Consols and United Mines

Consols and United Mines merged in 1857 to form Clifford Amalgamated Mines. Both were huge successful Copper mines made up from at least 20 smaller concerns. When the mines finally closed in 1870 the total output of Copper was nearly a million tons, selling for around £6,000,000, the worth in the present day would be uncalculateable. The mines stretched from Twelveheads to Carharrack leaving a vast “blasted” landscape of shafts and dumps. It was not until the 1980’s that it was considered a safe place to walk, with hidden shafts and dangers there was always a high risk of a bad fall.
Much of the landscape has changed in recent years with landscaping and shaft capping. The valley was used by Mount Wellington Mine for their Tailings Dam, also underground some of the Consols lodes were cut, but these were hot, wet and difficult to work. In the early 1900’s a company tried to rework some of the mine dumps for Tin, but this was unsuccessful and closed in 1909.
When the mines closed there were 18 Engine Houses and over 80 miles of underground passage, the valley today is quiet but for the noise of car racing on a track over the hill.

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The Clock Tower on Consols, a unique survival, the bell rang to signal the end of a shift.

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The clock mechanism was moved to St Day clock tower where it worked for many years after the mine closed.

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The base of the clock tower showing the finely cut stones around the arch.

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The ruined Stack and Engine House of Taylor’s Shaft Consols, in the background is the Stack for the Whim. Named after the mine manager John Taylor, the house was built in 1827 for a 70″ pumping engine. In 1833 the engine was recylindered to 85″ to increase the pumping capability, the shaft here is 250 Fathoms deep.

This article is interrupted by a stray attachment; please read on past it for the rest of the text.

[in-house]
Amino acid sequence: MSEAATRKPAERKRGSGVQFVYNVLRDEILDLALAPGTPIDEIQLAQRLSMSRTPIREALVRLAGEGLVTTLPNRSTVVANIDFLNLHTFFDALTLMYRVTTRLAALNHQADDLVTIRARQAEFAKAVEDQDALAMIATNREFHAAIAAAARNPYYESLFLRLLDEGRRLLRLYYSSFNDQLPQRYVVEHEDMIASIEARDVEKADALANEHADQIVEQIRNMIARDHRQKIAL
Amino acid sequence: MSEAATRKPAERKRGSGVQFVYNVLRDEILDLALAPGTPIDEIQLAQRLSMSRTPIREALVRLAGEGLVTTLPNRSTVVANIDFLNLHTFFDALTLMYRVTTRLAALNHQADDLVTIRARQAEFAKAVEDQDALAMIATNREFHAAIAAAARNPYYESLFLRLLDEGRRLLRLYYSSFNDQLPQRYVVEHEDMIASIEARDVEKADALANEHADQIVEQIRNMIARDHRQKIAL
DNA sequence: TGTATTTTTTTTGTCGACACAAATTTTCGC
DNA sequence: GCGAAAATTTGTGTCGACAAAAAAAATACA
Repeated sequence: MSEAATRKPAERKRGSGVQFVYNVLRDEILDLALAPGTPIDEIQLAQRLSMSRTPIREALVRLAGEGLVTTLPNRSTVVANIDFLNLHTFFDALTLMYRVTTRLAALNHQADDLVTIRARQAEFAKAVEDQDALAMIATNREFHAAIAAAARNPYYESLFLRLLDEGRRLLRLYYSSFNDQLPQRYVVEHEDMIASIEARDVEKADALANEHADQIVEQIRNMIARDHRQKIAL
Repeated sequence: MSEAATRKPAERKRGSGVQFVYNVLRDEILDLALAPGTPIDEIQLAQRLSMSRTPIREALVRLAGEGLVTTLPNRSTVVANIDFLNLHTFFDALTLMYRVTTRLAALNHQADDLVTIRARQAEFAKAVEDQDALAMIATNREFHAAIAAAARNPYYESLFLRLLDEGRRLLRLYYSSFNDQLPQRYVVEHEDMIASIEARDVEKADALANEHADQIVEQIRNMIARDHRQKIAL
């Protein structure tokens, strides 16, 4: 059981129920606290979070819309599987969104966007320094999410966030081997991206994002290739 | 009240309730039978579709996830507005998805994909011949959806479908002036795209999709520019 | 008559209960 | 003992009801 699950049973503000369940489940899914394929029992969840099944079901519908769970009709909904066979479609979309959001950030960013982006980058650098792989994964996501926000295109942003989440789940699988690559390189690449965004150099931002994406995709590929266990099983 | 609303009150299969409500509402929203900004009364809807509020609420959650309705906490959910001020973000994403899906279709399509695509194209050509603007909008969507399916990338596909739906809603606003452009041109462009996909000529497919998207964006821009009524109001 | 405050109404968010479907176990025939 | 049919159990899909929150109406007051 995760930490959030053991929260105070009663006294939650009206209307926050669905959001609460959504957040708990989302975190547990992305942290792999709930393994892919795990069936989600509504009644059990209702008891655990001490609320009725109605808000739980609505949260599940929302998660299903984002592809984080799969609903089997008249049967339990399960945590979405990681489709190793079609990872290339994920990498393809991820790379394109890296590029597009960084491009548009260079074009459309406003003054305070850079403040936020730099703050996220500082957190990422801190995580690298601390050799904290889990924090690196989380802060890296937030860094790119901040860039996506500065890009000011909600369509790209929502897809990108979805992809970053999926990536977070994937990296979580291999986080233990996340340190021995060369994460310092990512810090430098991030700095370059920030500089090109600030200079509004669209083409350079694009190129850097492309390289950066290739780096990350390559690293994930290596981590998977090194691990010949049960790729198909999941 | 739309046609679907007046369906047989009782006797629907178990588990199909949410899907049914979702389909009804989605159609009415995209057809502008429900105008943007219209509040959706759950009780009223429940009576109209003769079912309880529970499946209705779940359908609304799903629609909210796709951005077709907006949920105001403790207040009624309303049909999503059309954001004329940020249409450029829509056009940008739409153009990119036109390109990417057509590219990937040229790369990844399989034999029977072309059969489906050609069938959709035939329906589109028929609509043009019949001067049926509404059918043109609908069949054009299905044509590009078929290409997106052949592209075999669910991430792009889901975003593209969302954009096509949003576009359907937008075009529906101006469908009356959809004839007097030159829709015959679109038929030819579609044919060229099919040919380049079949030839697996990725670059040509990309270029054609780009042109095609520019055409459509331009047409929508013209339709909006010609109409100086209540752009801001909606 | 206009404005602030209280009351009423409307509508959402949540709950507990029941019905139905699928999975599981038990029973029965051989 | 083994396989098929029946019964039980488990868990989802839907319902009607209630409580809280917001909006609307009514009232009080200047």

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The interior of Taylor’s Pumping Engine House showing the fine stonework.

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The scant remains of the Whim Engine house on Davey’s Shaft Consols. There are the remains of the foundations of the Pumping Engine house to the right of the camera. This was the showpiece of Consols mine which contained an 80″ engine. Regrettably the house was demolished when Wheal Jane were investigating the valley. The shaft here was one of the deepest on Consols, 300 Fathoms deep.

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Looking from the otherside of the Whim House, in the background is the extensive tailings dam of Mount Wellington Mine.

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Looking back at Davey’s Whim, in the background Taylor’s Shaft.

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The remains of Taylor’s Whim house, the Clock Tower is in the background.

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An elevated view of Taylor’s Engine house, the fenced shaft infront can be seen.

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A line of Granite Setts mark the line of the Redruth and Chasewater railway in the Wheal Maid Valley.

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Part of Consols, the Pumping Engine House of Cusvey Mine on Shear’s Shaft. Built in 1826 which makes it ones of the oldest in Cornwall, the engine here had a cylinder size of 70″.

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The remains of the Bob Wall of Garland’s Engine House on United Mines, built originally for an 85″ pumping engine.

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Eldon’s 34″Pumping Engine house United Mines. The engine here pumped water to cool the big pumping engines of United Mines.

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The Stamps Engine House of Gwennap United, built in 1900 to re-work dumps in the area.

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The best preserved remains of a Powder House in Cornwall, this one is one the Wheal Clifford section of United Mines.

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